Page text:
The dynamics of international relations bear a striking resemblance to the laws of the jungle: not all creatures are created equal and only the fittest survive. The Darwinian theory of evolution prescribes that only those who can adapt - make themselves relevant - to the ever-evolving environment, survive and thrive. Singapore needs to constantly identify and occupy our ecological niche, so to speak.

A small country of 3 million people cannot aspire for greatness. It would be foolish for us to even try. But a small state can grow and occasionally, have some influence. Singapore has done so in the past two decades. Clearly, we do not belong to the heavyweight category but does this mean we will always be treated like a lightweight in the field of foreign policy? That others will never find us to be a useful or relevant player? Experience has shown that this is not always so. This was partly due to a fortuitous coincidence of favourable regional and international trends. But it was also because with a clear sense of priority, we had focused our limited resources in areas that mattered.

One key reason why our voice is occasionally heard is because of our success. Through excellent leadership, sound policies and productive citizens, Singapore has succeeded to an extraordinary degree. Although we have much to be proud of, we must not allow complacency to cloud our judgement.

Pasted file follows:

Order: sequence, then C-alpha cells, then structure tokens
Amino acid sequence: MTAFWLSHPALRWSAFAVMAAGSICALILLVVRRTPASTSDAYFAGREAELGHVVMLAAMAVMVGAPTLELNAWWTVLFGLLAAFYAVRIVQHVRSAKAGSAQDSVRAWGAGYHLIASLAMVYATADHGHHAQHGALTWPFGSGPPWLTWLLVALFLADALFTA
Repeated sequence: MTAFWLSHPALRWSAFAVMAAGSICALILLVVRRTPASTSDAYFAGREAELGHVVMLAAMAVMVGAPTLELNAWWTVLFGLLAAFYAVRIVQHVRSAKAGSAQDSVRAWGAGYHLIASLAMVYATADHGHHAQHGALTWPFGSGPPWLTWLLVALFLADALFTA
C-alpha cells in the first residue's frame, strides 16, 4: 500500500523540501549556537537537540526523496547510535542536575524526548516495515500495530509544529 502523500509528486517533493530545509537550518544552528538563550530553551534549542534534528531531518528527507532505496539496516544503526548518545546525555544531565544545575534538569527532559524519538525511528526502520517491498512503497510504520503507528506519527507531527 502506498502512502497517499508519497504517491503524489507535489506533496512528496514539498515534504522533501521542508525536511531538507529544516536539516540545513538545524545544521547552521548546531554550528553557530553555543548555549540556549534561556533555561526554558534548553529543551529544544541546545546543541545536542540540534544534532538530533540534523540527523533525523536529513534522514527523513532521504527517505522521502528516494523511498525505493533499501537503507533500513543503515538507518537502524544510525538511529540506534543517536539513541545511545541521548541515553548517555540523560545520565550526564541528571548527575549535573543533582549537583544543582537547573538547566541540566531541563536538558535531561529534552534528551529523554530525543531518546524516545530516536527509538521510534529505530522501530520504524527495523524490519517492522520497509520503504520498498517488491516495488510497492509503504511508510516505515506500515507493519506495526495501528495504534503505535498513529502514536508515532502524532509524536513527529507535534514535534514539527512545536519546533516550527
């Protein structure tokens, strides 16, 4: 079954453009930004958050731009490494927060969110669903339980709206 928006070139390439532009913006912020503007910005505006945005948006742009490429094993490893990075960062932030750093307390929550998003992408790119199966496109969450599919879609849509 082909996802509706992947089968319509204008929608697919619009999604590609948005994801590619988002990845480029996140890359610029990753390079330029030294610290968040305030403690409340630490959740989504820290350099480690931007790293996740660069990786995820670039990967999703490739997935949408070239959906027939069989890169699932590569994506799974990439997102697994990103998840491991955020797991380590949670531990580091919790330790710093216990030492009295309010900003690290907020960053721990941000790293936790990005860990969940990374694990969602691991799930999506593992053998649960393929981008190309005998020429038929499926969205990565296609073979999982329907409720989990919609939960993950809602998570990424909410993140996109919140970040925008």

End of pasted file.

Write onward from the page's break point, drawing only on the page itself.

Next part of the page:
With our neighbours catching up, Singapore's continued success cannot be taken for granted. The competition they pose will only intensify in the coming years. We need not despair at the tough challenges ahead because Singapore has never been better prepared to meet them. We are successful, prosperous and respected internationally. In the regional and global economy and in diplomatic forums, we have made from time to time useful contributions. We can continue to do well so long as we stay ahead and retain our edge. While meeting external challenges, we must also strengthen our core. To prevent things from falling apart, we must build a stable and cohesive society and educate generations who have not experienced the trauma of the nation's birth and who have known only prosperity.

Ladies and Gentlemen,

From humble beginnings, the Singapore Foreign Service has grown both in strength and expertise. We have grown from 479 staff in 1994 to 645 in 1997. This number includes Ambassadors and High Commissioners we see before us tonight, right down to the man who makes the coffee. But compared to others around the world, the Singapore Foreign Service is still a modest outfit. We are still learning the ropes. Our aim is to mature into a professional and dedicated organisation.